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This article appears in the June 25, 2004 issue of Executive Intelligence Review.

National Security Mandarins
Assail Bush and Cheney

by Jeffrey Steinberg

A prestigious group of several dozen retired American diplomats and military commanders held a standing-room-only press conference in Washington today, to assail the Bush Administration's disastrous foreign and national security policy record, and demand that the Administration be swept out of office in the November elections. The ad hoc group, which calls itself Diplomats and Military Commanders for Change, includes 27 retired generals, admirals and ambassadors, who have served in both Democratic and Republican administrations over the span of the entire post-World War II era.

Among the leading signators on the group's statement, which was read at today's National Press Club event are: Ambassador Chas. W. Freeman, Jr., former U.S. Ambassador to Saudi Arabia; Admiral William J. Crowe, former Chairman of the Joint Chiefs of Staff, former Chairman of the President's Foreign Intelligence Advisory Committee, and former Ambassador to the Court of Saint James; General Joseph P. Hoar (USMC), former Commander in Chief of the U.S. Central Command; Samuel Lewis, former U.S. Ambassador to Israel; Jack Matlock, former U.S. Ambassador to the Soviet Union; Donald McHenry, former U.S. ambassador to the United Nations; General Merrill McPeak (USAF), former Chief of Staff, U.S. Air Force; Phyllis Oakley, former Assistant Secretary of States for Intelligence and Research; and Arthur Hartman, former U.S. ambassador to the Soviet Union.

In her opening remarks at the Washington press conference, Ambassador Phyllis Oakley explained that "to be involved in an act that will be seen by many as political if not partisan is for many of us a new experience. As career government officials, we have served loyally both Republican and Democratic administrations.... For many of us, such an overt step is very hard to do and we have made our decisions after deep reflection. We believe we have as good an understanding as any of our citizens, of basic American interests. Over nearly half a century we have worked energetically in all regions of the world, often in very difficult circumstances, to build, piece by piece, a structure of respect and influence for the United States that has served our country very well over the last 60 years. Today we see that structure crumbling under an administration blinded by ideology, and a callous indifference to the realities of the world around it. Never before have so many of us felt the need for a major change in the direction of our foreign policy.... Everything we have heard from friends abroad on every continent suggests to us that the lack of confidence in the present administration in Washington is so profound that a whole new team is needed to repair the damages."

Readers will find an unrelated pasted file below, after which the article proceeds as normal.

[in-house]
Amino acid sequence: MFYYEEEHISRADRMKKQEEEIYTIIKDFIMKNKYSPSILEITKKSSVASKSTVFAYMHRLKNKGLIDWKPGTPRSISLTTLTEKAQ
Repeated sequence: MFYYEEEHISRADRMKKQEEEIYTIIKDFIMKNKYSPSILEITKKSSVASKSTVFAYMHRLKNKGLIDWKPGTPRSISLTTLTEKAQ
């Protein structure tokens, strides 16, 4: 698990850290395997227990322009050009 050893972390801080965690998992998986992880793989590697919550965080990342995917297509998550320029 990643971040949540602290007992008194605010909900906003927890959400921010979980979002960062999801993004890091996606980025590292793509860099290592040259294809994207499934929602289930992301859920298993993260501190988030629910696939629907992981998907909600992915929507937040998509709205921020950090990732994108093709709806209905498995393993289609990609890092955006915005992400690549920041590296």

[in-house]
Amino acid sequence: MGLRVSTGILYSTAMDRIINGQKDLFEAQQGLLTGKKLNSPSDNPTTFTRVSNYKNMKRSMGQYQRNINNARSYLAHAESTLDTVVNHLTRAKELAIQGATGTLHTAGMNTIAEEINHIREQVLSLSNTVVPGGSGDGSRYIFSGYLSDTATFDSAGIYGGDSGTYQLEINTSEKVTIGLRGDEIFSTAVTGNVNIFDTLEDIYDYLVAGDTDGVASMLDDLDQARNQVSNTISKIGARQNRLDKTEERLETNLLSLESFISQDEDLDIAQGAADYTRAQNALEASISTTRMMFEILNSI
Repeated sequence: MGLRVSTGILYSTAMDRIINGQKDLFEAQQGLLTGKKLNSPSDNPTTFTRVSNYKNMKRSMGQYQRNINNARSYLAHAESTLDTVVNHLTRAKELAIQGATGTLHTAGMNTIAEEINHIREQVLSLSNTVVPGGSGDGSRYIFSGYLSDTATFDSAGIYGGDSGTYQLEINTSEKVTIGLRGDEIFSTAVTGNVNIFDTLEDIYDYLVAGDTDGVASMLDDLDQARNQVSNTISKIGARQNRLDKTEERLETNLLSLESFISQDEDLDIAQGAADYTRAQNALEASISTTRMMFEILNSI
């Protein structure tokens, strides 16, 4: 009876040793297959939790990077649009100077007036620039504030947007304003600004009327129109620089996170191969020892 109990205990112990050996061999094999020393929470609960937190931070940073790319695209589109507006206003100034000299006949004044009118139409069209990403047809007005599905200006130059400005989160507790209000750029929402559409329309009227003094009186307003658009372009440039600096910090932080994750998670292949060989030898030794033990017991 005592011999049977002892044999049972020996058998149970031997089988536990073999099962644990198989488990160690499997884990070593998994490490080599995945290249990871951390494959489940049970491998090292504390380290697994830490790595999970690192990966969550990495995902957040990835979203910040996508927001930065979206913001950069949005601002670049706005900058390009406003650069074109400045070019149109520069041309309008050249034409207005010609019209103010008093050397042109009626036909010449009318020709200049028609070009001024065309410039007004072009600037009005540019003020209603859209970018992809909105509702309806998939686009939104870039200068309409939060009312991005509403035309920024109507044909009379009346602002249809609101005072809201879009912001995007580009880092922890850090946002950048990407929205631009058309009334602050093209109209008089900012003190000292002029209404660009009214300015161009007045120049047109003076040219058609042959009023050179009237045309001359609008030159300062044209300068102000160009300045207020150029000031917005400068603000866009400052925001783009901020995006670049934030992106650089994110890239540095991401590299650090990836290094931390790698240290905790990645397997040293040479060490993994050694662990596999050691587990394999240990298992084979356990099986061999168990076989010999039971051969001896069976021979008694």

After reading a brief official statement from the group, Ambassador Oakley opened the press conference to questions, which went for nearly one hour. Some of the most dramatic exchanges came in response to questions from two correspondents for Executive Intelligence Review who attended the conference. EIR White House correspondent Bill Jones pressed the panelists—a dozen of the signators—to "name the names" of the Administration officials who had done so much damage to U.S. national security and prestige worldwide.

Ambassador William Harrop, who served as U.S. ambassador to Israel, Zaire, Kenya and Guinea, before becoming Inspector General of the State Department and Foreign Service, responded. He made it clear that the group holds President Bush personally responsible for taking the advice of the five or six well-known neo-conservatives who have shaped the Administration's disasterous policy course, particularly in Iraq and the larger Southwest Asia region. He characterized Bush as a "forceful President who is in charge," and who listens to the neo-cons "because he wants to." Ambassador Harrop made it clear that, while the group has no formal ties to John Kerry or his Presidential campaign, they are committed to the idea that the Bush Administration must be swept from office in November.